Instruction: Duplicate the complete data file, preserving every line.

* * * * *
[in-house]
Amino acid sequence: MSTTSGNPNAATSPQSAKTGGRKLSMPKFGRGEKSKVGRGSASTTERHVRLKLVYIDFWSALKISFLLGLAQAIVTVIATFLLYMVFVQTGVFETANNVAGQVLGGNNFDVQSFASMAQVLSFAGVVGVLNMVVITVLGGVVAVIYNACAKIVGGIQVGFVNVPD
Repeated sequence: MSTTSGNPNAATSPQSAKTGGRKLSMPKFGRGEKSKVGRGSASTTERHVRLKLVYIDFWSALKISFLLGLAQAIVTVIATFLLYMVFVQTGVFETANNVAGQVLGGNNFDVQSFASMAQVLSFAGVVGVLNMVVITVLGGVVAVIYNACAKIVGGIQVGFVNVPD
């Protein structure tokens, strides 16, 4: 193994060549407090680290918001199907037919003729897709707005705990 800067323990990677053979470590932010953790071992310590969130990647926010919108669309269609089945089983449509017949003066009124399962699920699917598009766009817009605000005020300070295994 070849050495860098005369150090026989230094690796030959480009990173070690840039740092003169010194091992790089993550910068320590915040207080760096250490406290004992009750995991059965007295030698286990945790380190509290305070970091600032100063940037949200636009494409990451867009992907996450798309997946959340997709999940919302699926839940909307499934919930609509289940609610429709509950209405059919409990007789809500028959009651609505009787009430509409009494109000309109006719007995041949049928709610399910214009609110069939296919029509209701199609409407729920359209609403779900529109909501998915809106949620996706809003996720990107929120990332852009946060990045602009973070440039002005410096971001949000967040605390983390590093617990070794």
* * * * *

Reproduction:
[in-house]
Amino acid sequence: MSTTSGNPNAATSPQSAKTGGRKLSMPKFGRGEKSKVGRGSASTTERHVRLKLVYIDFWSALKISFLLGLAQAIVTVIATFLLYMVFVQTGVFETANNVAGQVLGGNNFDVQSFASMAQVLSFAGVVGVLNMVVITVLGGVVAVIYNACAKIVGGIQVGFVNVPD
Repeated sequence: MSTTSGNPNAATSPQSAKTGGRKLSMPKFGRGEKSKVGRGSASTTERHVRLKLVYIDFWSALKISFLLGLAQAIVTVIATFLLYMVFVQTGVFETANNVAGQVLGGNNFDVQSFASMAQVLSFAGVVGVLNMVVITVLGGVVAVIYNACAKIVGGIQVGFVNVPD
């Protein structure tokens, strides 16, 4: 193994060549407090680290918001199907037919003729897709707005705990 800067323990990677053979470590932010953790071992310590969130990647926010919108669309269609089945089983449509017949003066009124399962699920699917598009766009817009605000005020300070295994 070849050495860098005369150090026989230094690796030959480009990173070690840039740092003169010194091992790089993550910068320590915040207080760096250490406290004992009750995991059965007295030698286990945790380190509290305070970091600032100063940037949200636009494409990451867009992907996450798309997946959340997709999940919302699926839940909307499934919930609509289940609610429709509950209405059919409990007789809500028959009651609505009787009430509409009494109000309109006719007995041949049928709610399910214009609110069939296919029509209701199609409407729920359209609403779900529109909501998915809106949620996706809003996720990107929120990332852009946060990045602009973070440039002005410096971001949000967040605390983390590093617990070794």